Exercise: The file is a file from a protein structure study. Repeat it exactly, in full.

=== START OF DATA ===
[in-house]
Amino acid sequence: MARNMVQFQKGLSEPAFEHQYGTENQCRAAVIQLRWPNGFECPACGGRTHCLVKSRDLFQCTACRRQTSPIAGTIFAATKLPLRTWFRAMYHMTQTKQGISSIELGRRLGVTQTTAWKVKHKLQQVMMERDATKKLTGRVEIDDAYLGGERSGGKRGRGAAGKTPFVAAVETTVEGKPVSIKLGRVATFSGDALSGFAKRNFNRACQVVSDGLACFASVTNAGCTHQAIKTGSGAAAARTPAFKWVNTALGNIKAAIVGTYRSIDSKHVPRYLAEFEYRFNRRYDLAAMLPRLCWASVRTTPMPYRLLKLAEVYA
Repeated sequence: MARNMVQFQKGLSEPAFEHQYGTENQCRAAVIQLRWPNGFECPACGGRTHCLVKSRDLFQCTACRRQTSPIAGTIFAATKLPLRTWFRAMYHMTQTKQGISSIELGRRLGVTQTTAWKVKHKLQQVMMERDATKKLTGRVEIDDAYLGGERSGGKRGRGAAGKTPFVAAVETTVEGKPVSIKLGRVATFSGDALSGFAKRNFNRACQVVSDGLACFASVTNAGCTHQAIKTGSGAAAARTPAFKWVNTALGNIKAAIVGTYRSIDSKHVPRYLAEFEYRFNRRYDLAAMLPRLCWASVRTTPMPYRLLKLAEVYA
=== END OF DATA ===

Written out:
[in-house]
Amino acid sequence: MARNMVQFQKGLSEPAFEHQYGTENQCRAAVIQLRWPNGFECPACGGRTHCLVKSRDLFQCTACRRQTSPIAGTIFAATKLPLRTWFRAMYHMTQTKQGISSIELGRRLGVTQTTAWKVKHKLQQVMMERDATKKLTGRVEIDDAYLGGERSGGKRGRGAAGKTPFVAAVETTVEGKPVSIKLGRVATFSGDALSGFAKRNFNRACQVVSDGLACFASVTNAGCTHQAIKTGSGAAAARTPAFKWVNTALGNIKAAIVGTYRSIDSKHVPRYLAEFEYRFNRRYDLAAMLPRLCWASVRTTPMPYRLLKLAEVYA
Repeated sequence: MARNMVQFQKGLSEPAFEHQYGTENQCRAAVIQLRWPNGFECPACGGRTHCLVKSRDLFQCTACRRQTSPIAGTIFAATKLPLRTWFRAMYHMTQTKQGISSIELGRRLGVTQTTAWKVKHKLQQVMMERDATKKLTGRVEIDDAYLGGERSGGKRGRGAAGKTPFVAAVETTVEGKPVSIKLGRVATFSGDALSGFAKRNFNRACQVVSDGLACFASVTNAGCTHQAIKTGSGAAAARTPAFKWVNTALGNIKAAIVGTYRSIDSKHVPRYLAEFEYRFNRRYDLAAMLPRLCWASVRTTPMPYRLLKLAEVYA